The world of Grand Theft Auto: Vice City was also a fantasy—a filthy, brutal, hilarious, contemporary fantasy. My friend’s promise that you could do anything you wanted in Vice City proved to be an exaggeration, but not by very much. You control a young man named Tommy, who has been recently released from prison. He arrives in Vice City—an ocean-side metropolis obviously modeled on the Miami of 1986 or so—only to be double-crossed during a coke deal. A few minutes into the game, you watch a cut scene in which Tommy and his lawyer (an anti-Semitic parody of an anti-Semitic parody) decide that revenge must be taken and the coke recovered. Once the cut scene ends, you step outside your lawyer’s office. A car is waiting for you. You climb in and begin your drive to the mission destination (a clothing store) clearly marked on your map. The first thing you notice is that your car’s radio can be tuned to a number of different radio stations. What is playing on these stations is not a loop of caffeinatedly upbeat MIDI video-game songs or some bombastic score written for the game but Michael Jackson, Hall and Oates, Cutting Crew, and Luther Vandross. While you are wondering at this, you hop a curb, run over some pedestrians, and slam into a parked car, all of which a nearby police officer sees. He promptly gives chase. And for the first time you are off, speeding through Vice City’s various neighborhoods. You are still getting accustomed to the driving controls and come into frequent contact with jaywalkers, oncoming traffic, street lights, fire hydrants. Soon your pummeled car (you shed your driver’s-side door two blocks ago) is smoking. The police, meanwhile, are still in pursuit. You dump the dying car and start to run. How do you get another car? As it happens, a sleek little sporty number called the Stinger is idling beneath a stoplight right in front of you. This game is called Grand Theft Auto, is it not? You approach the car, hit the assigned button, and watch Tommy rip the owner from the vehicle, throw him to the street, and drive off. Wait—look there! A motorcycle. Can you drive motorcycles too? After another brutal vehicular jacking, you fly off an angled ramp in cinematic slow-motion while ELO’s “Four Little Diamonds” strains the limits of your television’s half-dollar-sized speakers. You have now lost the cops and swing around to head back to your mission, the purpose of which you have forgotten. It gradually dawns on you that this mission is waiting for you to reach it. You do not have to go if you do not want to. Feeling liberated, you drive around Vice City as day gives way to night. When you finally hop off the bike, the citizens of Vice City mumble and yell insults. You approach a man in a construction worker’s outfit. He stops, looks at you, and waits. The game does not give you any way to interact with this man other than through physical violence, so you take a swing. The fight ends with you stomping the last remaining vitality from the hapless construction worker’s blood-squirting body. When you finally decide to return to the mission point, the rhythm of the game is established. Exploration, mission, cut scene, driving, mayhem, success, exploration, mission, cut scene, driving, mayhem, success. Never has a game felt so open. Never has a game felt so generationally relevant. Never has a game felt so awesomely gratuitous. Never has a game felt so narcotic. When you stopped playing Vice City, its leash-snapped world somehow seemed to go on without you.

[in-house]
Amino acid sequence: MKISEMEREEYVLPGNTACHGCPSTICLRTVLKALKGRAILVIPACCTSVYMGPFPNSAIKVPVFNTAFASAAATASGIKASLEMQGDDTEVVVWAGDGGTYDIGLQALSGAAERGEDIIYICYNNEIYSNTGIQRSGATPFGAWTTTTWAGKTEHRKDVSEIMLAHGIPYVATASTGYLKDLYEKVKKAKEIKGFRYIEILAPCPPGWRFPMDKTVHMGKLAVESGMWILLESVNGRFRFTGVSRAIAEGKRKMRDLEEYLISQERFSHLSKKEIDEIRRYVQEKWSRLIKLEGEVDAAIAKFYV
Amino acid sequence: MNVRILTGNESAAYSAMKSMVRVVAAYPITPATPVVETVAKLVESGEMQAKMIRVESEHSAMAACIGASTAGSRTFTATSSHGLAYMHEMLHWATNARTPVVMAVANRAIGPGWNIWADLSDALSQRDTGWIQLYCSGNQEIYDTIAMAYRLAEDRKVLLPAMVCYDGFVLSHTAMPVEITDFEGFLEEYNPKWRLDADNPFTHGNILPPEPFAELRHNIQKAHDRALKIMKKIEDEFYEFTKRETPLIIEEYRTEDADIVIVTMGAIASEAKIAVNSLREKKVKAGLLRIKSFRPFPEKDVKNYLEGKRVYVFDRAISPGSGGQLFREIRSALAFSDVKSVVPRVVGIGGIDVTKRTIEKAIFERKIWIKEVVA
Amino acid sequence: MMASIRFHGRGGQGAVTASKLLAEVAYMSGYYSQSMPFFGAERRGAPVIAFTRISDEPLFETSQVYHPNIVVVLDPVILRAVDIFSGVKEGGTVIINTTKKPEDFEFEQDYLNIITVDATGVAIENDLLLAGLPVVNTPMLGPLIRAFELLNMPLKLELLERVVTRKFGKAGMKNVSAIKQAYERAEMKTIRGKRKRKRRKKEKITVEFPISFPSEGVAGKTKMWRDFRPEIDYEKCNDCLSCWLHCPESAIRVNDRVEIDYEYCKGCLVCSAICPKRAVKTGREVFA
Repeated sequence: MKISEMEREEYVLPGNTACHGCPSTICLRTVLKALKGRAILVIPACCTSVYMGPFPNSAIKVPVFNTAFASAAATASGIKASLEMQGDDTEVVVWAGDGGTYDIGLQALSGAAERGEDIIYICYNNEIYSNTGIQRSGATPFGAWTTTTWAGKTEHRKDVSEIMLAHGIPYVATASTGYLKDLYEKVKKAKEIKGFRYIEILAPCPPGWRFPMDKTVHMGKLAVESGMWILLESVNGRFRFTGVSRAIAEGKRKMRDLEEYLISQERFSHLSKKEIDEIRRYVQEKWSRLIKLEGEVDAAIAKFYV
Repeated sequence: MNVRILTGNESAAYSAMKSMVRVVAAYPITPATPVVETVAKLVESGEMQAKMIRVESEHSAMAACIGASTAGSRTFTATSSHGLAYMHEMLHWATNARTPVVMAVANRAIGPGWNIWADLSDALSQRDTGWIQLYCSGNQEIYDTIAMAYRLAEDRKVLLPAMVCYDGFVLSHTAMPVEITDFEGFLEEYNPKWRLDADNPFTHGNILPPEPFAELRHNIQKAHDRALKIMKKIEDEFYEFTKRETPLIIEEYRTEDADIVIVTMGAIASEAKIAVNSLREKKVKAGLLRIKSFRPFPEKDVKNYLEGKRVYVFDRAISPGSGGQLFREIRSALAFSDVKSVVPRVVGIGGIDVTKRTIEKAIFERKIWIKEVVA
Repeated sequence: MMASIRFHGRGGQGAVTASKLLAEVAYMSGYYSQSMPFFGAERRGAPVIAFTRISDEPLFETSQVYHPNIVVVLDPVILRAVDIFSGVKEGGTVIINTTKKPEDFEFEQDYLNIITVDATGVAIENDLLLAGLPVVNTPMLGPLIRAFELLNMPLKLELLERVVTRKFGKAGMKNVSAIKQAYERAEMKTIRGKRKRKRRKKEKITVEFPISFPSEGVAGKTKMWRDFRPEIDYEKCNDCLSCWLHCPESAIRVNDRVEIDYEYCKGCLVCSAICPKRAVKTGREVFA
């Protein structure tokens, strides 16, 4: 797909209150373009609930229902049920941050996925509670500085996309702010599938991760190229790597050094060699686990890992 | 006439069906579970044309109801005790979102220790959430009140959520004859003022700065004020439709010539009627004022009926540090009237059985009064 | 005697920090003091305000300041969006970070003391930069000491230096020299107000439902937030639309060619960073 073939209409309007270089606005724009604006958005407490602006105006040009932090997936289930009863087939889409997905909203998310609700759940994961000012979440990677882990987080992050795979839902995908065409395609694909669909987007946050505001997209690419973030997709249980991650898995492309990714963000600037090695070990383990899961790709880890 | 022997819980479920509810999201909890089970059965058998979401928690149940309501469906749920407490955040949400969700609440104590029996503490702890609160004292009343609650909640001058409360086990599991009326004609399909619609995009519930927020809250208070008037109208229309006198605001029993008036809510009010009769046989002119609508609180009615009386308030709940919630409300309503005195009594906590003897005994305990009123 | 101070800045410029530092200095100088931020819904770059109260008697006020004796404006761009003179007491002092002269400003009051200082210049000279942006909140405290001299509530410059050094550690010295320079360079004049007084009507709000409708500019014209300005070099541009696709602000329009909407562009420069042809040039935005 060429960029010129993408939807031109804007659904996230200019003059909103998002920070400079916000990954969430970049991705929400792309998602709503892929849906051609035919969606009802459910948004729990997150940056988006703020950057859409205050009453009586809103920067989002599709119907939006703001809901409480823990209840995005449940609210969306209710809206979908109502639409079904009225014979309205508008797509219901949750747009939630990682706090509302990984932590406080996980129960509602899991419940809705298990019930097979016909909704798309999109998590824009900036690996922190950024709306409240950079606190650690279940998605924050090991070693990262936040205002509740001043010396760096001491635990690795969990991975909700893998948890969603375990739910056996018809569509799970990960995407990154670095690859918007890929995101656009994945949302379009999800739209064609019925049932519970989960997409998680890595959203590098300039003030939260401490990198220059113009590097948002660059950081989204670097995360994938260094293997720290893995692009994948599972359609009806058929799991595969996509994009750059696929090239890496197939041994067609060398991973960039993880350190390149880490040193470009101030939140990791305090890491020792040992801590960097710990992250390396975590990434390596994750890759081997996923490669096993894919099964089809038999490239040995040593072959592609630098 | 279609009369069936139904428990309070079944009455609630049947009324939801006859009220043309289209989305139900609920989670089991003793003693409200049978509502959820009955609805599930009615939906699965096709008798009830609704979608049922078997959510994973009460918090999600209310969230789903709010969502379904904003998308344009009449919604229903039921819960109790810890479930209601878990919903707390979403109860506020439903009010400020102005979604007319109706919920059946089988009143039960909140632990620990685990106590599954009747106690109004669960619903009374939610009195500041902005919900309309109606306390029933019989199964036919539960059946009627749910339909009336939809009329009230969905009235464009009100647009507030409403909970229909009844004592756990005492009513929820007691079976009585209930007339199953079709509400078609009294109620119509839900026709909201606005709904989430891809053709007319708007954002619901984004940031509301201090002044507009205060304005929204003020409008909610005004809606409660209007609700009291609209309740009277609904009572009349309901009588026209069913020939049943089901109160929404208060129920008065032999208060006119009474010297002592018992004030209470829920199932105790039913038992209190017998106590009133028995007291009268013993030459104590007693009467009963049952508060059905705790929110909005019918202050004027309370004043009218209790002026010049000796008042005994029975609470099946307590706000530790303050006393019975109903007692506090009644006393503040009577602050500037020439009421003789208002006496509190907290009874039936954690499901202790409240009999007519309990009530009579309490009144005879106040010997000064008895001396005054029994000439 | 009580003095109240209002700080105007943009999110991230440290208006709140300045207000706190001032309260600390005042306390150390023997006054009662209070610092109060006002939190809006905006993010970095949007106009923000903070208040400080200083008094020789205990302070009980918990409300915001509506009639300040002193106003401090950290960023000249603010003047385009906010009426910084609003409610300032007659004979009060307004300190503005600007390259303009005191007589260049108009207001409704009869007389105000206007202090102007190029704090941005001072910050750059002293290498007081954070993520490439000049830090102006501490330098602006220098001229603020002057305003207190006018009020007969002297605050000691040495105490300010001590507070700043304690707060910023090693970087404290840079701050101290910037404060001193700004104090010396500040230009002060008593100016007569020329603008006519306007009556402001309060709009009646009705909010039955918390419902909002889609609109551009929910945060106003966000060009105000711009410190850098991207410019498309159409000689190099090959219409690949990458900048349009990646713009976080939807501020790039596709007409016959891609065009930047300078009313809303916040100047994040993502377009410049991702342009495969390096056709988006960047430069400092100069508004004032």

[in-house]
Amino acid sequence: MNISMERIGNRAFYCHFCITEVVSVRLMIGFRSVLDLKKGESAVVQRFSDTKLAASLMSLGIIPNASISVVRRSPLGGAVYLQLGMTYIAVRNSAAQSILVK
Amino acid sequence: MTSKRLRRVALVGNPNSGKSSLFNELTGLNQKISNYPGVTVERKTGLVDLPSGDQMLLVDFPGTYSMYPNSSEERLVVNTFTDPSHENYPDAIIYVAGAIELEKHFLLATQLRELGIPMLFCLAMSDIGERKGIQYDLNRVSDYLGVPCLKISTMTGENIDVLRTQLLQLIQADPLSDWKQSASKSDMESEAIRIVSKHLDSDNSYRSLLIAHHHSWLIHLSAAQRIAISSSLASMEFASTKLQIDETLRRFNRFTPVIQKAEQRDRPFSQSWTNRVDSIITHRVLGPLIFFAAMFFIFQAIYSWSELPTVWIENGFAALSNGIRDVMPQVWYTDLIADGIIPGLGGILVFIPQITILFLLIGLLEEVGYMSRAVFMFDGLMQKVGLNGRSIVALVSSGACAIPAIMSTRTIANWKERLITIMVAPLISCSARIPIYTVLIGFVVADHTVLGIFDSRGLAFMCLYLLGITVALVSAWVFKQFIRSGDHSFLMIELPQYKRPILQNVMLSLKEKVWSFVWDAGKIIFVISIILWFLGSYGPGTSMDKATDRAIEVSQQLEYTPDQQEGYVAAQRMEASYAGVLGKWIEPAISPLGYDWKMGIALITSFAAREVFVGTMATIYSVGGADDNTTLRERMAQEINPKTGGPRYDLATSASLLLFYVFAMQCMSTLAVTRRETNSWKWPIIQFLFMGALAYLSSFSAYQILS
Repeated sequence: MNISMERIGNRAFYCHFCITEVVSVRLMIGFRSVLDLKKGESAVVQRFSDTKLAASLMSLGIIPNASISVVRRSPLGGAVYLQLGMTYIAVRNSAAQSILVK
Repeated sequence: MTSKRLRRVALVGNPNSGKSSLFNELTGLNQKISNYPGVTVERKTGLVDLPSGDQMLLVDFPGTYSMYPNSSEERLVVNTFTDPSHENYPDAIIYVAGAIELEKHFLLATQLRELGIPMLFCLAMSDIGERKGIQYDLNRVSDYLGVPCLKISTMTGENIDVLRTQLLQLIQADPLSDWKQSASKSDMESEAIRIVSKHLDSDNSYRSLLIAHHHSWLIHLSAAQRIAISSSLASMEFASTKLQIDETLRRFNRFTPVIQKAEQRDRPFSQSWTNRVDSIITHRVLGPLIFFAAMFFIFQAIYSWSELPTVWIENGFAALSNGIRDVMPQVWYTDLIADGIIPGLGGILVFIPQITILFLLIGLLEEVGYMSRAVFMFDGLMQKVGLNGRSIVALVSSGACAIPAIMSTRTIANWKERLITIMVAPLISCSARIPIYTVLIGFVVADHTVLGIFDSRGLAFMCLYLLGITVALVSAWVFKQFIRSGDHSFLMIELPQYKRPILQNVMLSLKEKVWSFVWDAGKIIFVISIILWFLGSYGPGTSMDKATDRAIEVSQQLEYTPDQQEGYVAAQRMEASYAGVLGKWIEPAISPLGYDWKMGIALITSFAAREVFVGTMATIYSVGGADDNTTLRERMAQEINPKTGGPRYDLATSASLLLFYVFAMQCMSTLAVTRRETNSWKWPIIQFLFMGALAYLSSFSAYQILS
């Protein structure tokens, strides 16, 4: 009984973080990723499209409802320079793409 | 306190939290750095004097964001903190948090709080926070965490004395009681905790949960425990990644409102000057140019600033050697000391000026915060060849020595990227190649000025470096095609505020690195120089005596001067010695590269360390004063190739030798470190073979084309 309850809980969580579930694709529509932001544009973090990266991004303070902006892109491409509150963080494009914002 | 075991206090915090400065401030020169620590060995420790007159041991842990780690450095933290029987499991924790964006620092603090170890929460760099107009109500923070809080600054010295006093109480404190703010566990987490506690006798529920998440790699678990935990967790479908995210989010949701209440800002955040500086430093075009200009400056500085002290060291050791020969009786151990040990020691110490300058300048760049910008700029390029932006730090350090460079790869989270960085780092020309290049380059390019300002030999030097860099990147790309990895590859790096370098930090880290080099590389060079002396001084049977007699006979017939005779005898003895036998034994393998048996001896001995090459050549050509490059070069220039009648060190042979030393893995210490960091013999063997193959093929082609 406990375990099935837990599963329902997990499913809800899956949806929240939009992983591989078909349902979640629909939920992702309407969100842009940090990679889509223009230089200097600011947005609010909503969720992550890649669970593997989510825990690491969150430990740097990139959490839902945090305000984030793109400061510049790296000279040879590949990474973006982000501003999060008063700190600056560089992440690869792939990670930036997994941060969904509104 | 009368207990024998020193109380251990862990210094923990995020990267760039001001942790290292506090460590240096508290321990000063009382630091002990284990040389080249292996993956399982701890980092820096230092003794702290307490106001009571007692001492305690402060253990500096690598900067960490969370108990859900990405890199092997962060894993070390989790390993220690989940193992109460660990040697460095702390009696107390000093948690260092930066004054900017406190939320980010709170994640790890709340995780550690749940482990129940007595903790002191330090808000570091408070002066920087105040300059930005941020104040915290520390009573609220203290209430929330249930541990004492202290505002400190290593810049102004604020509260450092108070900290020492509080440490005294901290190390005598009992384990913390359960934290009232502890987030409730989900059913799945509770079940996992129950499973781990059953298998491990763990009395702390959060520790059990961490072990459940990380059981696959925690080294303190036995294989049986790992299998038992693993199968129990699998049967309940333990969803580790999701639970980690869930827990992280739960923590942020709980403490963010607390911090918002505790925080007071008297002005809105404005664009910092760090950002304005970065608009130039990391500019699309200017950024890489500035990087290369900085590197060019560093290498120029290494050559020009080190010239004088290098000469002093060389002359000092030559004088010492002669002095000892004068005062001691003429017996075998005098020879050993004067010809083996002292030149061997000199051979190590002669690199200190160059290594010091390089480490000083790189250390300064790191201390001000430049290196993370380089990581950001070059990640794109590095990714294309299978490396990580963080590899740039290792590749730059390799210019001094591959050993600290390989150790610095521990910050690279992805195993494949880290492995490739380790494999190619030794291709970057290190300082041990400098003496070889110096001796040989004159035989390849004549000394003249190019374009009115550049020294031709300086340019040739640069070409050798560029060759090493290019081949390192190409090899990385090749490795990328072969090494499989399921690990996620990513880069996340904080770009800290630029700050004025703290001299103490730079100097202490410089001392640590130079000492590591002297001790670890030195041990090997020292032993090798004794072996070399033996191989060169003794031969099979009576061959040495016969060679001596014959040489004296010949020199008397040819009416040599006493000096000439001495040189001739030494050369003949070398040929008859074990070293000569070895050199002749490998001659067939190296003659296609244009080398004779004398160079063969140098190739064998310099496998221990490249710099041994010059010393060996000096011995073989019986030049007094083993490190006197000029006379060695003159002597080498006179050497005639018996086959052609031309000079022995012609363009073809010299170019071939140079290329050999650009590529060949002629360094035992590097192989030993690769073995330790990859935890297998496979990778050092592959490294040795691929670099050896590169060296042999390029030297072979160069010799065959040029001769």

Vice City’s sequel, Grand Theft Auto: San Andreas, was several magnitudes larger—so large, in fact, I never finished the game. San Andreas gave gamers not one city to explore but three, all of them set in the hip-hop demimonde of California in the early 1990s (though one of the cities is a Vegas clone). It also added dozens of diversions, the most needless of which was the ability of your controlled character, a young man named C.J., to get fat from eating health-restoring pizza and burgers—fat that could be burned off only by hauling C.J.’s porky ass down to the gym to ride a stationary bike and lift weights. This resulted in a lot of soul-scouring questions as to why A) it even mattered to me that C.J. was fat and why B) C.J. was getting more physical exercise than I was. Because I could not answer either question satisfactorily, I stopped playing.